.comment: A Moderate Approach to Intellectual Property - page 3
"Mom, the Germans Are Doing It Again . . ."
Lawyers can no more be characterized than software developers can. There are good ones, bad ones, and all that's in between. We can, though, observe accurately that lawyers more than anyone else shape the laws of nations. This means that in many respects laws are drawn from the lawyer's perspective.
We are facing broad new challenges, what with the Digital Millennium Copyright Act, the World Intellectual Property Organization treaties, the advent of the European Union, and the attempt, such as it is, to mortise existing national laws to these vast changes.
Rightly or wrongly, the free and open software movements have gained a reputation for militant opposition to the very idea of intellectual property. The result is that our voice is deemed to be so loud that it cannot be heard over its own noise. We are in many respects ignored, when we have in fact useful things to say and might be heard if only we dropped some of the Maoist fervency.
We have in many respects taken the tone that we are above, or at least outside, the market forces that govern other software products and that we therefore can -- forgive me, Adam Smith -- give the market the invisible finger. But the world that exists is the one in which we have to live and work, and right now things are not going our way in the intellectual property side of things.
It is as ridiculous for us to argue that there should be no such thing as intellectual property as it is for Adobe to trademark the word "illustrator" and for some German law firm to go picking on an innocent university. Abuses and unreasonable activity can be dealt with on an individual basis, without the attempt to bring about sweeping changes. The fire truck that enroute to a fire runs over a child provides no argument for the elimination of fire trucks, though it does suggest that fire truck drivers, parents, and children ought to pay attention to what they're doing.
Likewise the Adobe v. KDE issue. If there were a problem (which I doubt; no one in the world would confuse the KDE program KIllustrator with the Windows program Adobe Illustrator, anymore than people confuse KWord or AbiWord or Word Perfect or Word Pro with Microsoft Word), it could easily and happily have been solved by a simple letter from Adobe, or for that matter an email to the KOffice development mailing list, saying, "Look, we have to protect our trademark, and that means we need to object to the naming of KIllustrator. We like your work and applaud your efforts, but please -- how about calling it something else? Our legal department says that we'll have to press this, but we'd rather arrive at an amicable solution." There would have been some grumbling, but it would have ended in KIllustrator being renamed. The company would not have lost the goodwill that it lost when the loose cannon lawyer set about squeezing money out of the university in the name of Adobe.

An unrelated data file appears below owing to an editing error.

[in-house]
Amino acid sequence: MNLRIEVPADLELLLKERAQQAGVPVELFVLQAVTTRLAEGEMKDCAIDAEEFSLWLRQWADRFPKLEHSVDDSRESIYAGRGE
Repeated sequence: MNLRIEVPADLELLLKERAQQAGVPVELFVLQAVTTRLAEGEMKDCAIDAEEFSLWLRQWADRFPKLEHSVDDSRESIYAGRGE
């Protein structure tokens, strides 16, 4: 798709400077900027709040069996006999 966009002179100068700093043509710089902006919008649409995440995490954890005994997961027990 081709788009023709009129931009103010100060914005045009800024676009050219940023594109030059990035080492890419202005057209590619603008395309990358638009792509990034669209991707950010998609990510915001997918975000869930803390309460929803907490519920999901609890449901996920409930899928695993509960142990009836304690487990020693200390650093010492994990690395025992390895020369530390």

In any society, there is an underlying reliance upon sensibility and civility. This becomes all the more crucial as commerce moves increasingly to the international stage. The recent debacle involving the merger of two American companies, General Electric and Honeywell, in which the European Union provided a veto (while continuing to subsidize EU companies), demonstrates some fierce cultural and legal issues that will need to be sorted out. Adobe v. KDE is a smaller symptom of the same problem.
We'll not take our part in resolving them by denouncing intellectual property, or by denouncing Adobe, or by denouncing all lawyers or even all German lawyers. There is room to make all kinds of noise about the specific provision in the German law that allowed this to take place, and room to pressure Adobe on this particular issue. There is room to lobby for "good faith" amendments to the law, such that a company must inform anyone alleged to have violated a trademark who in turn would have the opportunity either to challenge the claim or remove the offending material before lawyers start sending bills. There is certainly room to campaign against venue shopping of all kinds, before the idea of country shopping becomes established.
Calm voices who have gone largely unnoticed have been saying for several years that the next war will be a commercial one, with the wired world at its center. Intellectual property is likely to be a leading weapon in that war, and to say that the notion of intellectual property is evil is to be both factually and tactically wrong. The dispute involving Adobe should serve as warning that we cannot simply sit back and wait for the war to happen, and then conquer the world once the smoke has cleared.
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